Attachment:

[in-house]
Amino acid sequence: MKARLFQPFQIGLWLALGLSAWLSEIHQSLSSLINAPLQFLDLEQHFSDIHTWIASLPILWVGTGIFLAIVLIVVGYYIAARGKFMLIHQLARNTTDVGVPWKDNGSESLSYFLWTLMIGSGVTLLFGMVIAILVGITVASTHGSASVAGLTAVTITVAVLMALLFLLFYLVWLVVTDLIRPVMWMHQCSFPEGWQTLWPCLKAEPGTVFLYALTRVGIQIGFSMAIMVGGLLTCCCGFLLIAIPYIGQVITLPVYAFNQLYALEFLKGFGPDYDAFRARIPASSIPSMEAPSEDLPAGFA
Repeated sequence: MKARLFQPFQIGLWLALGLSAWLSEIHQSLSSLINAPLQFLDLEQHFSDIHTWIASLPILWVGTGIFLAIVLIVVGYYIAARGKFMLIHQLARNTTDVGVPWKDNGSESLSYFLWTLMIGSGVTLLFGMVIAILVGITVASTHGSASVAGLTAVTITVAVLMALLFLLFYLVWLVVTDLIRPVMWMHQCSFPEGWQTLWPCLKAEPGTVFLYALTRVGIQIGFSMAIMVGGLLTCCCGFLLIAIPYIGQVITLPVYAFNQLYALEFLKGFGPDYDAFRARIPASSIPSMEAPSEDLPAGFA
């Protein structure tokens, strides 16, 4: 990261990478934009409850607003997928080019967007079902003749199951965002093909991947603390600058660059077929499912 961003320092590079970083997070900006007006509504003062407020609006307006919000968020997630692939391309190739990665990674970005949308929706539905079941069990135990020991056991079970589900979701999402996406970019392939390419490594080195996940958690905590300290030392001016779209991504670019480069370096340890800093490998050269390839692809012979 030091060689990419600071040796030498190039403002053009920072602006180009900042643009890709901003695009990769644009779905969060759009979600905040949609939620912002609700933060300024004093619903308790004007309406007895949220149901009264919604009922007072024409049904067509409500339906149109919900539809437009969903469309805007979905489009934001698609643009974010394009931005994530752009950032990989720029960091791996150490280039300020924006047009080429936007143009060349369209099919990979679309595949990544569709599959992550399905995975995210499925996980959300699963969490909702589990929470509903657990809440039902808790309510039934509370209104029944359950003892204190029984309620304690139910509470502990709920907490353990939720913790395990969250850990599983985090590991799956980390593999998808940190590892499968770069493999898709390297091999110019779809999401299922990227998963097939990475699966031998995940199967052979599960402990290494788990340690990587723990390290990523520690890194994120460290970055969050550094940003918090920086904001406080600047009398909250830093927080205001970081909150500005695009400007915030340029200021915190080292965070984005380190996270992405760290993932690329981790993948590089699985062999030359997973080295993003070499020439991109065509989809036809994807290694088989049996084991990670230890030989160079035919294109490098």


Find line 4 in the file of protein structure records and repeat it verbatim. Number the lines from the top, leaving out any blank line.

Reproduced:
């Protein structure tokens, strides 16, 4: 990261990478934009409850607003997928080019967007079902003749199951965002093909991947603390600058660059077929499912 961003320092590079970083997070900006007006509504003062407020609006307006919000968020997630692939391309190739990665990674970005949308929706539905079941069990135990020991056991079970589900979701999402996406970019392939390419490594080195996940958690905590300290030392001016779209991504670019480069370096340890800093490998050269390839692809012979 030091060689990419600071040796030498190039403002053009920072602006180009900042643009890709901003695009990769644009779905969060759009979600905040949609939620912002609700933060300024004093619903308790004007309406007895949220149901009264919604009922007072024409049904067509409500339906149109919900539809437009969903469309805007979905489009934001698609643009974010394009931005994530752009950032990989720029960091791996150490280039300020924006047009080429936007143009060349369209099919990979679309595949990544569709599959992550399905995975995210499925996980959300699963969490909702589990929470509903657990809440039902808790309510039934509370209104029944359950003892204190029984309620304690139910509470502990709920907490353990939720913790395990969250850990599983985090590991799956980390593999998808940190590892499968770069493999898709390297091999110019779809999401299922990227998963097939990475699966031998995940199967052979599960402990290494788990340690990587723990390290990523520690890194994120460290970055969050550094940003918090920086904001406080600047009398909250830093927080205001970081909150500005695009400007915030340029200021915190080292965070984005380190996270992405760290993932690329981790993948590089699985062999030359997973080295993003070499020439991109065509989809036809994807290694088989049996084991990670230890030989160079035919294109490098």